Though I have been able to find tie dyed separates that fit my 6’2″ frame, not being able to find a tall length tie dyed sweatsuit was a source of frustration for me. Cut to me finding a white sweatsuit in a tall range and tie dying my own dang set!
I also stained our balcony. Thank goodness I did not attempt to tie dye in our home as this activity is as messy as it is fun. What I learned from my afternoon channeling my inner hippie:
- Watch the Project Runway episode from this past season (season eighteen, episode ten) Live and Let Tie Dye and get inspiration from the designers.
- Research the different patterns ahead of time and consider the pattern placement. (For example, maybe don’t start a spiral over the crotch area of a dress? Just a thought…) Tulip has a great resource for patterns.
- To avoid muddy shades, try not to place complementary colors next to each other. If you do, allow ample room for the tie dye to bleed.
- You can use twine, rubber bands, or zip ties to secure the garment. I recommend zip ties and thicker rubber bands for heftier fabrics and twine or thinner rubber bands for more delicate fabrics.
- This goes without saying, but read the directions to your tie dye kit in their entirety before starting the process. (This is the kit I have and it includes the dye, gloves, plastic sheet, and rubber bands.)
- Wash and dry all of the garments you want to tie dye prior to tie dying them.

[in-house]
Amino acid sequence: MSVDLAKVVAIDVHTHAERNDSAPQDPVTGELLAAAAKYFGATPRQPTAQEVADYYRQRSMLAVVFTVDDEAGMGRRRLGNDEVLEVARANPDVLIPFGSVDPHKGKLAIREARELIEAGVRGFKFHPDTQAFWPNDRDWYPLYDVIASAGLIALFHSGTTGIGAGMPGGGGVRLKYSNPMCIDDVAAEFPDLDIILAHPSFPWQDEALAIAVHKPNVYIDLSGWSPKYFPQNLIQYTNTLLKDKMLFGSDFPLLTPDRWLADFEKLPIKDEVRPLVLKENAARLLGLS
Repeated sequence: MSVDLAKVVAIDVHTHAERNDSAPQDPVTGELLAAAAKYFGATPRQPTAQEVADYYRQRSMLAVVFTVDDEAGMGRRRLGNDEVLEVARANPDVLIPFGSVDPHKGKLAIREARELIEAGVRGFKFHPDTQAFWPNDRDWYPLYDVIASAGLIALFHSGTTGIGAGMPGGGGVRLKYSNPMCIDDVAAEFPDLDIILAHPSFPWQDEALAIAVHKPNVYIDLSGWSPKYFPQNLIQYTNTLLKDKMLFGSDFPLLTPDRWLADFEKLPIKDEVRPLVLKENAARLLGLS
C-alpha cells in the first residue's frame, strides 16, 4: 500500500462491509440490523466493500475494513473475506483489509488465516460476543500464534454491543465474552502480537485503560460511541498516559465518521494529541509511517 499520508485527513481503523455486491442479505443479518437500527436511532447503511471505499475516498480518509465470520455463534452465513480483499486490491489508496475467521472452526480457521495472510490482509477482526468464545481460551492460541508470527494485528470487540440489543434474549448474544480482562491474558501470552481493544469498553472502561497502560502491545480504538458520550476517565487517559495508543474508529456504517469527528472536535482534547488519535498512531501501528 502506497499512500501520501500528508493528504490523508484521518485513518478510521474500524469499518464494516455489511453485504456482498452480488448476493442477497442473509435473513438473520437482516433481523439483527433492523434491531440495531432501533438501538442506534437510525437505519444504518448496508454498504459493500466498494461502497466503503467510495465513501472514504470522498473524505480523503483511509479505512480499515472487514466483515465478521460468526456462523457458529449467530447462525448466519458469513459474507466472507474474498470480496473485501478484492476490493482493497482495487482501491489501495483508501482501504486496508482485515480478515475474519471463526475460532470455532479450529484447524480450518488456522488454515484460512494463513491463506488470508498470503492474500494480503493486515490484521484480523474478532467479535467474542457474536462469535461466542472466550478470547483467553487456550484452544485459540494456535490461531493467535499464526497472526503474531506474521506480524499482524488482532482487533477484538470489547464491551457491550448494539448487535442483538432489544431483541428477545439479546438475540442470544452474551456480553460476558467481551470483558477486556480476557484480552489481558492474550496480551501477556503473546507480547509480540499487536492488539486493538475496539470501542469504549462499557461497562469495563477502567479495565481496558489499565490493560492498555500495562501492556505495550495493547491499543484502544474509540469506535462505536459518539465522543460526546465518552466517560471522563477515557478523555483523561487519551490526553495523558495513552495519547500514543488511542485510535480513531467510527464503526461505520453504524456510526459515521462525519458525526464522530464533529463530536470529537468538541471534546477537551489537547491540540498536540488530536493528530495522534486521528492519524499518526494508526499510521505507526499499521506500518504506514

- On that note, consider tie dying something other than / in addition to the go-to sweatsuit or tee shirt. May I suggest a button down oxford shirt or shirtdress? I tie dyed an old seersucker dress that was nearing the end of the road and breathed new life into it.
- If you don’t have a plastic sheet to protect your workspace, a flattened trash bag works.
- Avoid wearing something you love because you will splatter dye all over it.
- Have all of the supplies handy at the time of tie dying: the garment, tie dye, water, a little funnel, plastic sheet, gloves, plastic wrap, and trash bags.
- Wear plastic gloves. This will decrease the amount of staining you get on your hands.
- In the case your hands do get stained, do not panic. Simply rub some baking soda and water into your hands and lather into a paste and rinse.
- If your shower or bathtub has enough room, set up a drying rack. Drape the garment over it and run the shower over it.
- A white vinegar wash or using a fixative will keep the colors vivid beyond the many future trips in the wash.
- Do not attempt to tie dye synthetic fabrics. They will not hold the dye. On the other hand, cotton, silk, linen, rayon are ideal. All of the items included below are not only available in tall / long lengths, but also nearly if not one hundred percent natural fibers.